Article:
It is one thing to have a new thought it is another to adapt to that thought. Adaptation to new thoughts can happen instantaneously if they fit so well within the client’s inner logic that they can simply be assimilated or accommodated. We change our thoughts often through these processes – otherwise we would never mature. However, if the distressing thought is well embedded in the nonconscious functioning it may take a while to adapt to a new thought. A process called habituation is how we learn.

Remember learning to ride a bicycle? You thought you would never learn to balance. Since balance is easier with more speed, but going faster is scarier – it was a struggle. But at some point you overcame your fear and moved fast enough to balance. At some point later you simply got on the bike and rode. You did not think about balance and speed – you simply did it. In fact, sometimes if you begin to think about it – this can cause problems. Lets discuss walking, which is another learned behavior. You walk all the time without a thought about balance. Yet if I lay a four by four on the floor and ask you to walk on it, you will suddenly have balance consciousness. You become aware of the need to balance and you attend to your balance. If you did this every day, you would learn to walk on the four by four without thinking. This is habituation. Just learning a new thought does not mean it will become automatic. However, given two thoughts, the brain will tend to use the one that is most comforting. Since the one you are replacing was distressing, this new balanced and rational thought should be more comforting. There is actually a process of wiring and rewiring the brain that takes place, so that ultimately the alternative thought becomes automatic and the resultant meaning and emotion change followed by different behavior.

This is all too easy, of course. For people with serious and persistent problems in living the distressing thoughts may be quirks. Remember that quirks are intuitions, hunches, visceral or ‘gut’ feelings. These cognitions are ineffable – you cannot say very much about them. How do you make a balanced and rational replacement for something you cannot even consciously comprehend? This indeed is a more rigorous process. Usually the person can articulate the emotional value of the quirk – “I’m worthless” – and do so through their self-talk [leakage from the inner logic]. But when asked why they believe that they are likely to be only able to answer in a metaphor – “I feel so dirty!” or with more outcome explanations – “no one likes me.”.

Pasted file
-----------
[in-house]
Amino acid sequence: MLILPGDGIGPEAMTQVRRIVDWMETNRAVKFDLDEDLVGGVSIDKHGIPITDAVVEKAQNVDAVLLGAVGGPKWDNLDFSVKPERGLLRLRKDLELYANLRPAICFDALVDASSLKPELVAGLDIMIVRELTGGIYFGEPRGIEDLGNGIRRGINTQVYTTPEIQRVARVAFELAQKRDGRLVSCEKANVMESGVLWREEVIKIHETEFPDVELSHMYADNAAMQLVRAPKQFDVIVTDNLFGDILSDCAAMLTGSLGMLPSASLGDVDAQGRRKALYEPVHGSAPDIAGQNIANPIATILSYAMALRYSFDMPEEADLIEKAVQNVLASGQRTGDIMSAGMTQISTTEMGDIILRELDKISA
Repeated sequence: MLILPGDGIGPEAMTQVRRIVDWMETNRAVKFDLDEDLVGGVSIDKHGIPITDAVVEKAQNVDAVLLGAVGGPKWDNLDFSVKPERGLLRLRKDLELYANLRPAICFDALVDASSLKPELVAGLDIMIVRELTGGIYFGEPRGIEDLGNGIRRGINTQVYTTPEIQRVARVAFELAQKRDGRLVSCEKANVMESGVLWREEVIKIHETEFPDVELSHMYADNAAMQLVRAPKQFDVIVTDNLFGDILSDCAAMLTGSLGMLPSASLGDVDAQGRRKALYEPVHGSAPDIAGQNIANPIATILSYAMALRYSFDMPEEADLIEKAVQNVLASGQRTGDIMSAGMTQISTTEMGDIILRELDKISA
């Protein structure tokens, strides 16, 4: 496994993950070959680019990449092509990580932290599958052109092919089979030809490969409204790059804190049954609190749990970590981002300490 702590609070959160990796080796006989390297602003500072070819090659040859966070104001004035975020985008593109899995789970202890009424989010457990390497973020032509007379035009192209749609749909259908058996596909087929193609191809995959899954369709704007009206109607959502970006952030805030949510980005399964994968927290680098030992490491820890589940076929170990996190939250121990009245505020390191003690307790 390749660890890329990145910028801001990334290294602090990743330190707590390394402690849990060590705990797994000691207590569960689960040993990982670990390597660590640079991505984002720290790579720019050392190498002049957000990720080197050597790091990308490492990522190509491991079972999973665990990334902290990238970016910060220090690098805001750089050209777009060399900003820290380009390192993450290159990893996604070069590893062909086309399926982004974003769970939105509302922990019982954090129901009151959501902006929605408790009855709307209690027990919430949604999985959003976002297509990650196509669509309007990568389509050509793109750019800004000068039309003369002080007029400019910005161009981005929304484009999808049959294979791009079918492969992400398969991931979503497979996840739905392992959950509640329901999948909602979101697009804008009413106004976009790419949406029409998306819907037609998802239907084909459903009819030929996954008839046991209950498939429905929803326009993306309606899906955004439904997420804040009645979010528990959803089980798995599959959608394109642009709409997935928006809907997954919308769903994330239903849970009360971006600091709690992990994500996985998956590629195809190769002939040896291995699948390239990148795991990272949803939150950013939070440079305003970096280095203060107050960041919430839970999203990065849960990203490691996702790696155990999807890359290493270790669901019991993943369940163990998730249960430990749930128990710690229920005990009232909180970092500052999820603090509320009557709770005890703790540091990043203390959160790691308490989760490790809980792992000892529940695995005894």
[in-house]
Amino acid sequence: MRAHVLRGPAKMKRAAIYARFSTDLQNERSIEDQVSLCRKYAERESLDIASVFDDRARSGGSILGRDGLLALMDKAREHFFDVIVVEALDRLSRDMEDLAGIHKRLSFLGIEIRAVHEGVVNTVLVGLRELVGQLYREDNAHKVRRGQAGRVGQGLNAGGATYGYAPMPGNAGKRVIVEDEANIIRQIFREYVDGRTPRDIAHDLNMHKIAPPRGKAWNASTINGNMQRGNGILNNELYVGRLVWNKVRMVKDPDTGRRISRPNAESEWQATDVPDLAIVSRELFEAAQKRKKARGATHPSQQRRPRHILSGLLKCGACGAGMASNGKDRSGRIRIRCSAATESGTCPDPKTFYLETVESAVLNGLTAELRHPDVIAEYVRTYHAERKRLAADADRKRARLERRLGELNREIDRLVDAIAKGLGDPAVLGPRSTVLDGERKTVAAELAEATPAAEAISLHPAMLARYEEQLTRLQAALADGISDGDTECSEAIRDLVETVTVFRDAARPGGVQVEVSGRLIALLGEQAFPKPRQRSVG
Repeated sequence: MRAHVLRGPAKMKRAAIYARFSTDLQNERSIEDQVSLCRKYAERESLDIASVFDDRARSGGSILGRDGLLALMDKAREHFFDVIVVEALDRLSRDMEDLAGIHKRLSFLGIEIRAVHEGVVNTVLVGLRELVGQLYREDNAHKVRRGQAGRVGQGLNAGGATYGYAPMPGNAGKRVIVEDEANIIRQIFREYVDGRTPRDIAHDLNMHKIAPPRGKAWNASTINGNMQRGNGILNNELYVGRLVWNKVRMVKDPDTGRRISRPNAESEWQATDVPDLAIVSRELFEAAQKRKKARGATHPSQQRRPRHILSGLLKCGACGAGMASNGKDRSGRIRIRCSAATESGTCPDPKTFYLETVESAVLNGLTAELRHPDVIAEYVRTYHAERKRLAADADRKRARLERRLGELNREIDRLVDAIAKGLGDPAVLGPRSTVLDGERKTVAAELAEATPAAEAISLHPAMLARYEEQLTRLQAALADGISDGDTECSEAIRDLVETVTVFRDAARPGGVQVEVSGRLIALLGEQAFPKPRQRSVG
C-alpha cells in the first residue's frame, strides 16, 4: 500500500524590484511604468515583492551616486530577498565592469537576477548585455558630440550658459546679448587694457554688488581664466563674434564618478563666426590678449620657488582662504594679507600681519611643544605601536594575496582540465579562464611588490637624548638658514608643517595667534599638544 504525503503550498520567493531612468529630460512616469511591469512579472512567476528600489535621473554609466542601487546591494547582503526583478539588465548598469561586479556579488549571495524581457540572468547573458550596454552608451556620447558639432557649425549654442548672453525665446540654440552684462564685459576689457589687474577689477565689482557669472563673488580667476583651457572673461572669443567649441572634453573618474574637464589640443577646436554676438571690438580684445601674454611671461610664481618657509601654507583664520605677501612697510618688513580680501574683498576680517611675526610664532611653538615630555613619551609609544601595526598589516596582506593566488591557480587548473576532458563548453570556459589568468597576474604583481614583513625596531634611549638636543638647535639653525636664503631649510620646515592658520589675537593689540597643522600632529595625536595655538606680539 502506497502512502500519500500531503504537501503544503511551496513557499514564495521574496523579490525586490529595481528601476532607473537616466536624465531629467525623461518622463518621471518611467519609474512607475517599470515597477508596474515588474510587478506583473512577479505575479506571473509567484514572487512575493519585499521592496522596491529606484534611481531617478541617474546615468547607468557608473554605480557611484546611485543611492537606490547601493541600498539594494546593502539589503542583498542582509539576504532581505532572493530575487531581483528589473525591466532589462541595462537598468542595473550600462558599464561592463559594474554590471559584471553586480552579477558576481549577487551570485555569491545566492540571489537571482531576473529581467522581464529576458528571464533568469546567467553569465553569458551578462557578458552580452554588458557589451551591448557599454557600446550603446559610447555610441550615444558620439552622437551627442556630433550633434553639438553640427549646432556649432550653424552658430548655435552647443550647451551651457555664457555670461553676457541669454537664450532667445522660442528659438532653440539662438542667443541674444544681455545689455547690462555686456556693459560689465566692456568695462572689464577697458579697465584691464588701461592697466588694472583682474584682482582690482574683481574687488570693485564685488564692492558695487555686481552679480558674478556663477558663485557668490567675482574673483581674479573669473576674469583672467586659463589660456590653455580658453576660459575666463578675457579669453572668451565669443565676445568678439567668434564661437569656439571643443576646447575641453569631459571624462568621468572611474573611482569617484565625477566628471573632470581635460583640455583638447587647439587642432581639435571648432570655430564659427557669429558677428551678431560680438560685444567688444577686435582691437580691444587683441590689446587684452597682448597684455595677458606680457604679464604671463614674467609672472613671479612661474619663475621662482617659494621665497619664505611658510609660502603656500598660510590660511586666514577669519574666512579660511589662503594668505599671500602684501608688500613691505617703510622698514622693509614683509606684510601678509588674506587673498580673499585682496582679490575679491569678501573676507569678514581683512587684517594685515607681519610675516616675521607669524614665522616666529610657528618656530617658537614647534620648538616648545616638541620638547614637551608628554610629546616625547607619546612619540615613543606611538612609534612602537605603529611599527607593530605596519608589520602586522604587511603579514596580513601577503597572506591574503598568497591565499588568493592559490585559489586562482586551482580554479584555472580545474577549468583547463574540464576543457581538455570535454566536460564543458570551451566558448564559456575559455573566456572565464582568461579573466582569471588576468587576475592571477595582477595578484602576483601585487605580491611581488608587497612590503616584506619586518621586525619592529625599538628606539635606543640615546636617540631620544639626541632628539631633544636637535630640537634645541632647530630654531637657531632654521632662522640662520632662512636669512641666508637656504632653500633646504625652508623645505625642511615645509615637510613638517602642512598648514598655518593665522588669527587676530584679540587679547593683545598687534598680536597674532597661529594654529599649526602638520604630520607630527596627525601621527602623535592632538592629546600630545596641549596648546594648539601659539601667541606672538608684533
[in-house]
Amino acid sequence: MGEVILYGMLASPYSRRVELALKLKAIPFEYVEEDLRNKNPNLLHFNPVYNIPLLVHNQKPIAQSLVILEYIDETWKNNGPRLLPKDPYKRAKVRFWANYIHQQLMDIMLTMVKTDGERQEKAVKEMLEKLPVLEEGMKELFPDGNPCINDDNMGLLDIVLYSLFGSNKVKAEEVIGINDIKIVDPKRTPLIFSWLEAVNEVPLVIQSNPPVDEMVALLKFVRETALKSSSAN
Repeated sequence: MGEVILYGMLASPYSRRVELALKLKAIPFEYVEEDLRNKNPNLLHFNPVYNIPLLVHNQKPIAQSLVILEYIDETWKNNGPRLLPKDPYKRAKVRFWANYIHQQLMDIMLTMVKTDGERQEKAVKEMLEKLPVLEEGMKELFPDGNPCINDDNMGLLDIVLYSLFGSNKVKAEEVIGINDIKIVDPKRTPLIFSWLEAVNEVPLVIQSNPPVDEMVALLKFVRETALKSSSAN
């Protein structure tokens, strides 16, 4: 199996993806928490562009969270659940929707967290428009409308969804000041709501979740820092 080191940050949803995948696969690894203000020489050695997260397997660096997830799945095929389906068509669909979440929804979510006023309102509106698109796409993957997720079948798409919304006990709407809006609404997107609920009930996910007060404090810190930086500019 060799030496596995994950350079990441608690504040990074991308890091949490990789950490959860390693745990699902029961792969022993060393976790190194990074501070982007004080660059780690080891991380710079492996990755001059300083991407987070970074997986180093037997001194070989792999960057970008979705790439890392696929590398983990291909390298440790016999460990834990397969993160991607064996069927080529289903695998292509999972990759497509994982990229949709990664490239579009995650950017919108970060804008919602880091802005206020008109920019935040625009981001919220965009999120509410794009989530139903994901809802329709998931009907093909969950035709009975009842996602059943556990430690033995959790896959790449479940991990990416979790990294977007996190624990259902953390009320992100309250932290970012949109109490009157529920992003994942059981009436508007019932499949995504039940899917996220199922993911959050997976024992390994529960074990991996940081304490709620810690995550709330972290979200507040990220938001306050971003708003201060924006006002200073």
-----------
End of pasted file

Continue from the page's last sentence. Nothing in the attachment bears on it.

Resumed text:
Two methodologies are often used to help get to the core beliefs. The first is the unanswerable question. This can be asked in many ways, but for example, the counselor might ask: “if this were true, what would it mean to you?” Whatever the answer, the same question is asked again until finally the person has no more answers. In a similar vein, the client can be asked to ask a part of him/herself, questions that are unanswerable. An example might be – “I want to quit smoking, but I can’t”. That implies that a part of you wants to quit smoking and a part of you doesn’t. Have the part that wants to quit smoking ask specific questions that can be answered yes or no as to why the part wants to smoke. Usually, what happens is the person will get sensations that they will then interpret as answers. Is one part really talking to another? Well, I don’t know that we can answer that without a whole philosophical discussion about self, but we can know that whatever the outcome of that discussion, the response is from the individual. The answers will meet the client’s needs because subconsciously they fit the inner logic.

Solutions focuses brief counseling has an unanswerable ‘magic’ Miracle Question that has to be asked in the following way:

“I’d like to ask you a strange question… Suppose…that you go home tonight…and go to bed…and fall asleep as usual…and while you are sleeping, a miracle happens…and the miracle is that the problems that brought you in here are gone…and you don’t know because you are sleeping… What will you notice different tomorrow…that will tell you that there has been a miracle?”

Follow up questions serve the purpose of getting a description in specific, small, positive and interactive terms. But you get the point – this is an imaginary question that has no answer. The way the client answers the question includes the solutions to the problems that are acceptable to him or her.

Another metaprocess is that of imagery. If a person has a quirk, it probably formed in childhood before language was the predominant method of thinking. By having the person imagine experiences in childhood of their own choosing and reliving that experience from the present day perspective, you are often able to change the meaning of the experience. In a reparenting strategy the younger client of the past can be comforted by the older client of the present and the experience becomes different.